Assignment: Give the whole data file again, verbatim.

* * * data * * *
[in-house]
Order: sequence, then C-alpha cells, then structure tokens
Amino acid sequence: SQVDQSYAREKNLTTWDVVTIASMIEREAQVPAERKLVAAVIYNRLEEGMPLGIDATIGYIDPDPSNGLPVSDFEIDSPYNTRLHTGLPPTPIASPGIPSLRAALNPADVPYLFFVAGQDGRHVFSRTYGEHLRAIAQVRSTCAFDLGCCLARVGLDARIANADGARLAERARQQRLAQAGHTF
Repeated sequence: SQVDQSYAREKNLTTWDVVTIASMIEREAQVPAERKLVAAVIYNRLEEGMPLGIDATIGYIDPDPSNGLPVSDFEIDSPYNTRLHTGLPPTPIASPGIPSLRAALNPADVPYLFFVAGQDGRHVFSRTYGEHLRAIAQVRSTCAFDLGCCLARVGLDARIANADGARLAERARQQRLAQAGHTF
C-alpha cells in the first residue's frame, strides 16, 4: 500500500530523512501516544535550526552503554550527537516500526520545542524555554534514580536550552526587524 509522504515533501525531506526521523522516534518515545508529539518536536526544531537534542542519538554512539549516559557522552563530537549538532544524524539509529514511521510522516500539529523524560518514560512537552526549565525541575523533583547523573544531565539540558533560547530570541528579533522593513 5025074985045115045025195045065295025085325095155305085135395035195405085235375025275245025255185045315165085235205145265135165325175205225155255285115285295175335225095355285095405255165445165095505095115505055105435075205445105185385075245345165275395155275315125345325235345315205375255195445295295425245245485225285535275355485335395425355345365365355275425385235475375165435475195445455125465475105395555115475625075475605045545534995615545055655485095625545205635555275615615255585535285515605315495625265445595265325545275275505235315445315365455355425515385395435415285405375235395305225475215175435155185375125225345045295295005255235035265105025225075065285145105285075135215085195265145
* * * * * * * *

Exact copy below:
[in-house]
Order: sequence, then C-alpha cells, then structure tokens
Amino acid sequence: SQVDQSYAREKNLTTWDVVTIASMIEREAQVPAERKLVAAVIYNRLEEGMPLGIDATIGYIDPDPSNGLPVSDFEIDSPYNTRLHTGLPPTPIASPGIPSLRAALNPADVPYLFFVAGQDGRHVFSRTYGEHLRAIAQVRSTCAFDLGCCLARVGLDARIANADGARLAERARQQRLAQAGHTF
Repeated sequence: SQVDQSYAREKNLTTWDVVTIASMIEREAQVPAERKLVAAVIYNRLEEGMPLGIDATIGYIDPDPSNGLPVSDFEIDSPYNTRLHTGLPPTPIASPGIPSLRAALNPADVPYLFFVAGQDGRHVFSRTYGEHLRAIAQVRSTCAFDLGCCLARVGLDARIANADGARLAERARQQRLAQAGHTF
C-alpha cells in the first residue's frame, strides 16, 4: 500500500530523512501516544535550526552503554550527537516500526520545542524555554534514580536550552526587524 509522504515533501525531506526521523522516534518515545508529539518536536526544531537534542542519538554512539549516559557522552563530537549538532544524524539509529514511521510522516500539529523524560518514560512537552526549565525541575523533583547523573544531565539540558533560547530570541528579533522593513 5025074985045115045025195045065295025085325095155305085135395035195405085235375025275245025255185045315165085235205145265135165325175205225155255285115285295175335225095355285095405255165445165095505095115505055105435075205445105185385075245345165275395155275315125345325235345315205375255195445295295425245245485225285535275355485335395425355345365365355275425385235475375165435475195445455125465475105395555115475625075475605045545534995615545055655485095625545205635555275615615255585535285515605315495625265445595265325545275275505235315445315365455355425515385395435415285405375235395305225475215175435155185375125225345045295295005255235035265105025225075065285145105285075135215085195265145